The Collegian
Tuesday, March 28, 2023

Nothing but net: Jason Roche talks 3-pointers and Spider Basketball

<p>Photo of Jason Roche from April 26, 2022. Photo courtesy of Richmond Athletics.&nbsp;</p>

Photo of Jason Roche from April 26, 2022. Photo courtesy of Richmond Athletics. 

Imagine this:

It is Jan. 7, 2023.

The Spiders trail 73-72 behind Atlantic 10 conference opponent Duquesne University.

This is sophomore Jason Roche’s first sold-out game in the Robins Center. Roche’s father, Patrick, flew in from San Francisco to see him play. 

With seven seconds to go in regulation, Roche hits a 3-pointer to give the Spiders the lead.

This is his 33rd 3-pointer of the season in just 16 games played. 

According to Roche, that game-clinching shot is something the Spiders practice all the time.

Perhaps this is why Roche said he didn’t really feel anything when it went in.

“It wasn’t until the next day that I kind of was able to recognize that I made that type of shot,” Roche said.

Roche said he tries to be hyper-focused in those moments. He knew the Spiders had to get a stop to seal the game. 

He played in a game before when he hit what looked like the game-winning shot, but the other team scored a quick basket to ultimately win the state championship, Roche said. 

Roche, a guard for the University of Richmond men’s basketball team, averages 7.1 points per game. In 21 games with the Spiders, he has made 40 3-pointers and has shot 40% from 3-point range. 

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Against Coppin State University on Dec. 28, Roche had a season-high of 16 points, all of which came from behind the arc. 

Roche transferred to UR in the fall of 2022 from The Citadel, a military school in Charleston, South Carolina. 

At The Citadel, he started in 30 games and averaged 13.2 points per game. In his lone season with the Bulldogs, he made 110 3-pointers in 31 games and was named the Southern Conference Freshman of the Year. 

“Shooting has definitely been something that I always have been pretty good at,” Roche said. “Even when I was [in] fifth, sixth grade, just playing AAU, it’s always been something that I’ve been really confident with.”

This season, Roche had to adapt to a new role with the Spiders — one that is different from at The Citadel. At UR, with the exception of one game against the College of William and Mary, Roche has come off the bench in every game this season. 

“At The Citadel, I played the whole game,” Roche said. “I never came out. And here, it definitely was an adjustment, but I knew that coming in that they had older guys. I mean they just won the championship the year before.”

Despite the change, Roche feels he has gotten really comfortable in his role, he said. 

“When I get on the court, I’m basically doing all the same things, just in a different system,” Roche said. “I still gotta try and find ways to affect the game. Even if that’s not shooting, trying to get rebounds and get all the hustle plays and an occasional assist or something like that.”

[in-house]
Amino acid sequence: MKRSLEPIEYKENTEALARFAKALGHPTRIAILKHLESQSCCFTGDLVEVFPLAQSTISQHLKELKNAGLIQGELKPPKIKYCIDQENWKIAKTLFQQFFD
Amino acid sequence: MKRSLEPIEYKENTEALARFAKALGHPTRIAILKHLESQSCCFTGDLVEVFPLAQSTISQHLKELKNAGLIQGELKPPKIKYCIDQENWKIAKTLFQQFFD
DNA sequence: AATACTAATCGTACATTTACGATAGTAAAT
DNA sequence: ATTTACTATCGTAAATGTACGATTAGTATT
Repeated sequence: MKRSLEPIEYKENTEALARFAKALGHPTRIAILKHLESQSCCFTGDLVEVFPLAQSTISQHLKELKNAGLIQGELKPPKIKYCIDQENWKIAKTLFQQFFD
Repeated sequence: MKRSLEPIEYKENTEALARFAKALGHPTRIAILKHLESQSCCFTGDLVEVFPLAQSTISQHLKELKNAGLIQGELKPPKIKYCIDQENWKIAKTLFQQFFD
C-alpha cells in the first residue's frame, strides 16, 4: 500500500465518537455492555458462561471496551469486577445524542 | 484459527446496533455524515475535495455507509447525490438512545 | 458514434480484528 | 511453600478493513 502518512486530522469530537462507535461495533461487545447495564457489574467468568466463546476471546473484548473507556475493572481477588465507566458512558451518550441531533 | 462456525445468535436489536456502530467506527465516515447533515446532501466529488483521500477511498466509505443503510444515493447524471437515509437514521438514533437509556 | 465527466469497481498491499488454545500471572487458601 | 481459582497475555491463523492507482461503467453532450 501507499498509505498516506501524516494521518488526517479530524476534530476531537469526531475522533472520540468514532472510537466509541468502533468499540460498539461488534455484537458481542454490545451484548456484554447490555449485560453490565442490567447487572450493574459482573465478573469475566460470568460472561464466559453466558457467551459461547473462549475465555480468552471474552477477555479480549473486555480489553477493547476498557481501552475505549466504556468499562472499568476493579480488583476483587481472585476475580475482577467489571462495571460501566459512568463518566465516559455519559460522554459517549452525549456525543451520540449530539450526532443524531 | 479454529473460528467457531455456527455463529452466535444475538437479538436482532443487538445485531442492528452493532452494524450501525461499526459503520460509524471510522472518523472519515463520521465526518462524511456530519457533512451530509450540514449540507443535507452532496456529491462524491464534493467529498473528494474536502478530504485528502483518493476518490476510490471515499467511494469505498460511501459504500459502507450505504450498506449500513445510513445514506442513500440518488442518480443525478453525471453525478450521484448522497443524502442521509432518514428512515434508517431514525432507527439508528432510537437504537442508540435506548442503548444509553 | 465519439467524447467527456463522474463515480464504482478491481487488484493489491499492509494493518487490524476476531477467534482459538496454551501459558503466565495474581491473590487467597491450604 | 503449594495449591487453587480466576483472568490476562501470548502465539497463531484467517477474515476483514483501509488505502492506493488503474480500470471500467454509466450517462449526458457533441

Roche joined a UR team that had just came off an Atlantic 10 Championship and an appearance in the 2022 NCAA tournament. 

Three of UR’s starters, graduate forward Matt Grace, graduate guard Andre Gustavson and senior forward Tyler Burton were all a part of last year’s March Madness-bound squad. 

Roche said being able to defend experienced players like Burton has made him a lot better as a player. 

Along with Roche, senior center Neal Quinn and graduate forward Zae Bigelow also transferred to UR. 

In the past, UR was not a team defined by transfers but, rather, student-athletes who stayed at the school for their entire careers. Former Spiders Grant Golden and Jacob Gilyard, who now play in the NBA G-League, are perfect examples, as the duo played at UR for six and five seasons, respectively. 

As a result of the COVID-19 pandemic, however, collegiate athletes gained an extra season of eligibility, thus making transferring more common throughout NCAA basketball. 

Roche said he roomed with Quinn and Bigelow in the summer. 

“I feel like we’ve been able to build a good relationship, and, even next year, we’ll be able to continue that and get even better and better playing together,” Roche said.

Bigelow and Roche even talk after games, as they are lockermates, Roche said. 

“We always talk about how much fun it is to play in the Robins Center and how lucky we are to play in this environment,” Roche said. 

When it came time to choose which school to transfer to, Roche said the family atmosphere in the locker room and the fact that players do not typically transfer out were things he was looking for. 

Roche also liked UR’s playing style and the unselfishness of the players. He thought he would fit in well with his skill set. 

Roche’s playing style at UR thus far has been defined by 3-pointers.

“I mean I feel like I’ve always been the 3-point guy,” Roche said. “I feel like last year, that first game against [the University of Pittsburgh] kind of set the tone for what my career could be. And I feel like that will always be my calling card.” 

In that inaugural game against Pittsburgh last year with The Citadel, Roche hit eight 3-pointers and scored 27 points. 

However, Roche wants to be remembered for more than just 3-point shooting. 

"Outside of 3-point shooting, something that I would like, after my time at Richmond," Roche said, referring to his legacy, "Is somebody who just came in, was an everyday guy, showed up every day at practice and every game and brought whatever energy was needed to help the team win." 

Contact sports editor Jimmy James at

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